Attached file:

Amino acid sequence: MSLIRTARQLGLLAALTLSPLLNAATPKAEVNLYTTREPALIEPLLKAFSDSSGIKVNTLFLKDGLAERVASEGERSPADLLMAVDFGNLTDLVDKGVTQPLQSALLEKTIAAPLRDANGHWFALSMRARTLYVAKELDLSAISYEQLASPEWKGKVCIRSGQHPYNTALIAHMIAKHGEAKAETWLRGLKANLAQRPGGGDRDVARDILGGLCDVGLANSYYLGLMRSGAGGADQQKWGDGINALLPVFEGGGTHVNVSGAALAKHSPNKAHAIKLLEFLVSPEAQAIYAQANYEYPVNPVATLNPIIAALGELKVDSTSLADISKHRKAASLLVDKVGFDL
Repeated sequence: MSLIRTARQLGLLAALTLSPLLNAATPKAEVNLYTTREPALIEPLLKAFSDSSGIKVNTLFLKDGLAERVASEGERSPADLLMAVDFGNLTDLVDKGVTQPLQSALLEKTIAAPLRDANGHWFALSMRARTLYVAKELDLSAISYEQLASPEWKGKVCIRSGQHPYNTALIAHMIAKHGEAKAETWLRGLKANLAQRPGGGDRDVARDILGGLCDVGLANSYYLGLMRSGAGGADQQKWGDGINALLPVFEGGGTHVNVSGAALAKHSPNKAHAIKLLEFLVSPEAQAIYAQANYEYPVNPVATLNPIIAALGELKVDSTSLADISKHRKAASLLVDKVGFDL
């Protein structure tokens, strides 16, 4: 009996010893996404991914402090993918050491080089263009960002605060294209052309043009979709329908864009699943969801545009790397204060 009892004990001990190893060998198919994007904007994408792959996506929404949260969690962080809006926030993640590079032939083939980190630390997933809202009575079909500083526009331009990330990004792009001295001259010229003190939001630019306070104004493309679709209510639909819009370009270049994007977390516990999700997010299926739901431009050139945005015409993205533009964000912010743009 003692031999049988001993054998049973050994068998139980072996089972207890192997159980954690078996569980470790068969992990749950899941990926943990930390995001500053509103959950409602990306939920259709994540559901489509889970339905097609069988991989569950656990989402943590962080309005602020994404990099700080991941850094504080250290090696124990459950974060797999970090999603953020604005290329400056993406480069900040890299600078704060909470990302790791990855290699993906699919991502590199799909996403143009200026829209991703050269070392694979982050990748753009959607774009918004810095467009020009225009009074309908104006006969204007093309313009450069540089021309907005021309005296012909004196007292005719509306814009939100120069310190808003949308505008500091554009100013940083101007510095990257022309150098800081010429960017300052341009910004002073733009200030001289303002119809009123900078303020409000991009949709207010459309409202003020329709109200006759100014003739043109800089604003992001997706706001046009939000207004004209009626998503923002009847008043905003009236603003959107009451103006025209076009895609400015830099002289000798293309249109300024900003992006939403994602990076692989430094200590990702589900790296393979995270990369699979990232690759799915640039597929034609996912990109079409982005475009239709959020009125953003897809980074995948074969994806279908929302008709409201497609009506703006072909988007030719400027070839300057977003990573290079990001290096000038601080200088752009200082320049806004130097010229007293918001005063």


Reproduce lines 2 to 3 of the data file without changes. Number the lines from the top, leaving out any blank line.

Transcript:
Repeated sequence: MSLIRTARQLGLLAALTLSPLLNAATPKAEVNLYTTREPALIEPLLKAFSDSSGIKVNTLFLKDGLAERVASEGERSPADLLMAVDFGNLTDLVDKGVTQPLQSALLEKTIAAPLRDANGHWFALSMRARTLYVAKELDLSAISYEQLASPEWKGKVCIRSGQHPYNTALIAHMIAKHGEAKAETWLRGLKANLAQRPGGGDRDVARDILGGLCDVGLANSYYLGLMRSGAGGADQQKWGDGINALLPVFEGGGTHVNVSGAALAKHSPNKAHAIKLLEFLVSPEAQAIYAQANYEYPVNPVATLNPIIAALGELKVDSTSLADISKHRKAASLLVDKVGFDL
């Protein structure tokens, strides 16, 4: 009996010893996404991914402090993918050491080089263009960002605060294209052309043009979709329908864009699943969801545009790397204060 009892004990001990190893060998198919994007904007994408792959996506929404949260969690962080809006926030993640590079032939083939980190630390997933809202009575079909500083526009331009990330990004792009001295001259010229003190939001630019306070104004493309679709209510639909819009370009270049994007977390516990999700997010299926739901431009050139945005015409993205533009964000912010743009 003692031999049988001993054998049973050994068998139980072996089972207890192997159980954690078996569980470790068969992990749950899941990926943990930390995001500053509103959950409602990306939920259709994540559901489509889970339905097609069988991989569950656990989402943590962080309005602020994404990099700080991941850094504080250290090696124990459950974060797999970090999603953020604005290329400056993406480069900040890299600078704060909470990302790791990855290699993906699919991502590199799909996403143009200026829209991703050269070392694979982050990748753009959607774009918004810095467009020009225009009074309908104006006969204007093309313009450069540089021309907005021309005296012909004196007292005719509306814009939100120069310190808003949308505008500091554009100013940083101007510095990257022309150098800081010429960017300052341009910004002073733009200030001289303002119809009123900078303020409000991009949709207010459309409202003020329709109200006759100014003739043109800089604003992001997706706001046009939000207004004209009626998503923002009847008043905003009236603003959107009451103006025209076009895609400015830099002289000798293309249109300024900003992006939403994602990076692989430094200590990702589900790296393979995270990369699979990232690759799915640039597929034609996912990109079409982005475009239709959020009125953003897809980074995948074969994806279908929302008709409201497609009506703006072909988007030719400027070839300057977003990573290079990001290096000038601080200088752009200082320049806004130097010229007293918001005063």